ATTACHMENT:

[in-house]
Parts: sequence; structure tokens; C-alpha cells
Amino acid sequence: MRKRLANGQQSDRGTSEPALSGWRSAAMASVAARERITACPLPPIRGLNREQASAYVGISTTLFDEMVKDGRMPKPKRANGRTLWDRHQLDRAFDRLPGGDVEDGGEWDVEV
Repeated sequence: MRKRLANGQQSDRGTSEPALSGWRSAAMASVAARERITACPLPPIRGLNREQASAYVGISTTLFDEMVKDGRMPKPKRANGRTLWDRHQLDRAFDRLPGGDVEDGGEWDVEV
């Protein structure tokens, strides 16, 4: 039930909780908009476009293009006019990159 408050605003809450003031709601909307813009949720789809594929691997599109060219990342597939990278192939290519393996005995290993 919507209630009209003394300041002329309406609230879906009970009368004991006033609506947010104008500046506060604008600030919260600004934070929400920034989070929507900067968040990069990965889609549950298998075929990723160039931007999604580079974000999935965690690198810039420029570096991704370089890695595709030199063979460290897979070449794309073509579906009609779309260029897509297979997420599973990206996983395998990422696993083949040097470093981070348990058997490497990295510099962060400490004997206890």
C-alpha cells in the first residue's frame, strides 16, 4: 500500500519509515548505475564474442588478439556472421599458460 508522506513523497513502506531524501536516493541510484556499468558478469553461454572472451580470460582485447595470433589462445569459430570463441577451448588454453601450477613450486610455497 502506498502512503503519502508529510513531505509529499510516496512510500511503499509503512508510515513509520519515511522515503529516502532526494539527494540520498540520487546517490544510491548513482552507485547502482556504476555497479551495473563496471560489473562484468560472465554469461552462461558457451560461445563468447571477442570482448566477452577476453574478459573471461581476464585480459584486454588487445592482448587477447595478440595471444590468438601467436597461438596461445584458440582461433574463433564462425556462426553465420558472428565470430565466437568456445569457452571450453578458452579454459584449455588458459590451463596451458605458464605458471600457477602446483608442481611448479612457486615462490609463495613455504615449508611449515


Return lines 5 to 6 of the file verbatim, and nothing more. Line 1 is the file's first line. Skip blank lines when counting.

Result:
């Protein structure tokens, strides 16, 4: 039930909780908009476009293009006019990159 408050605003809450003031709601909307813009949720789809594929691997599109060219990342597939990278192939290519393996005995290993 919507209630009209003394300041002329309406609230879906009970009368004991006033609506947010104008500046506060604008600030919260600004934070929400920034989070929507900067968040990069990965889609549950298998075929990723160039931007999604580079974000999935965690690198810039420029570096991704370089890695595709030199063979460290897979070449794309073509579906009609779309260029897509297979997420599973990206996983395998990422696993083949040097470093981070348990058997490497990295510099962060400490004997206890």
C-alpha cells in the first residue's frame, strides 16, 4: 500500500519509515548505475564474442588478439556472421599458460 508522506513523497513502506531524501536516493541510484556499468558478469553461454572472451580470460582485447595470433589462445569459430570463441577451448588454453601450477613450486610455497 502506498502512503503519502508529510513531505509529499510516496512510500511503499509503512508510515513509520519515511522515503529516502532526494539527494540520498540520487546517490544510491548513482552507485547502482556504476555497479551495473563496471560489473562484468560472465554469461552462461558457451560461445563468447571477442570482448566477452577476453574478459573471461581476464585480459584486454588487445592482448587477447595478440595471444590468438601467436597461438596461445584458440582461433574463433564462425556462426553465420558472428565470430565466437568456445569457452571450453578458452579454459584449455588458459590451463596451458605458464605458471600457477602446483608442481611448479612457486615462490609463495613455504615449508611449515